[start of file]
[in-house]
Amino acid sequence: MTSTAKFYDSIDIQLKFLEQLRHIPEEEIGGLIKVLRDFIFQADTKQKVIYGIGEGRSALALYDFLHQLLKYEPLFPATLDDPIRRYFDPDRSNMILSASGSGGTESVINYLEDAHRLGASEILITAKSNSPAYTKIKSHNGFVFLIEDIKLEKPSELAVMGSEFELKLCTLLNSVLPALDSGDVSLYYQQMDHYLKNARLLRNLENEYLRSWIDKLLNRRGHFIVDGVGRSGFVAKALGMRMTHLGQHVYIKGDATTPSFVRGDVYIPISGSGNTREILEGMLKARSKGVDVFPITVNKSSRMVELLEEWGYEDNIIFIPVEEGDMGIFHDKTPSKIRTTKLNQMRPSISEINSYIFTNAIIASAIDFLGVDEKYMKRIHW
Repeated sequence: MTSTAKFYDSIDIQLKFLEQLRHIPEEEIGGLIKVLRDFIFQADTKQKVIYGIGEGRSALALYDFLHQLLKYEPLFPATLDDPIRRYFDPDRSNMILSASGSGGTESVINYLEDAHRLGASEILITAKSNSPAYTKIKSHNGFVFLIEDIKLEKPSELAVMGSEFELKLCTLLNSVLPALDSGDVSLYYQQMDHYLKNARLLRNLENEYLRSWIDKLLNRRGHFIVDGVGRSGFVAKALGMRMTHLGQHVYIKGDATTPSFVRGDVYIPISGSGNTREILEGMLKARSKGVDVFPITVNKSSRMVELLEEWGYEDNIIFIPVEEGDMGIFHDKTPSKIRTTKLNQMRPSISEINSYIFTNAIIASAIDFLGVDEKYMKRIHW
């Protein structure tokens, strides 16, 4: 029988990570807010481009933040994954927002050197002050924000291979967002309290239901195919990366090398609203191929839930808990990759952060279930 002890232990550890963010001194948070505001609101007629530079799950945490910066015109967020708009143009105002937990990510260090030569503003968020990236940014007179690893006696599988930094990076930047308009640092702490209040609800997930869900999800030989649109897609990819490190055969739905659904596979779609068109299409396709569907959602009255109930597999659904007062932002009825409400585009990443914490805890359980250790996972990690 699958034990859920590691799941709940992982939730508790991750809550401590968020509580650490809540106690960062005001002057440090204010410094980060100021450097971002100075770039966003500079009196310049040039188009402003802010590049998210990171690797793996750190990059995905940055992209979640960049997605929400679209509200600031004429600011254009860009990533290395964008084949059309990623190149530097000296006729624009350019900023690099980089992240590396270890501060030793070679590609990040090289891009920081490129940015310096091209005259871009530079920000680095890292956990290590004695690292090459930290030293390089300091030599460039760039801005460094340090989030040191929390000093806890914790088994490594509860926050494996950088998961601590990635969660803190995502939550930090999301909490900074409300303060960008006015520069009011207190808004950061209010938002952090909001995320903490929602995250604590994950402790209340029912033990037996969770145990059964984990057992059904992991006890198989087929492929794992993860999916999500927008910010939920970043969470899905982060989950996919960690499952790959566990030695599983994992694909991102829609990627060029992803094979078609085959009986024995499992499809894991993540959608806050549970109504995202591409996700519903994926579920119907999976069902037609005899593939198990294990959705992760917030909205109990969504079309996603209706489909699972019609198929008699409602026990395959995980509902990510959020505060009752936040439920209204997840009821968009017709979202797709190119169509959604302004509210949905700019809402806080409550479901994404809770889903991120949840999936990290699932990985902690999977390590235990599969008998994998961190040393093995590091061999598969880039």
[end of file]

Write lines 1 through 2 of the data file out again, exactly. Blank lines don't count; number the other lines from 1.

[in-house]
Amino acid sequence: MTSTAKFYDSIDIQLKFLEQLRHIPEEEIGGLIKVLRDFIFQADTKQKVIYGIGEGRSALALYDFLHQLLKYEPLFPATLDDPIRRYFDPDRSNMILSASGSGGTESVINYLEDAHRLGASEILITAKSNSPAYTKIKSHNGFVFLIEDIKLEKPSELAVMGSEFELKLCTLLNSVLPALDSGDVSLYYQQMDHYLKNARLLRNLENEYLRSWIDKLLNRRGHFIVDGVGRSGFVAKALGMRMTHLGQHVYIKGDATTPSFVRGDVYIPISGSGNTREILEGMLKARSKGVDVFPITVNKSSRMVELLEEWGYEDNIIFIPVEEGDMGIFHDKTPSKIRTTKLNQMRPSISEINSYIFTNAIIASAIDFLGVDEKYMKRIHW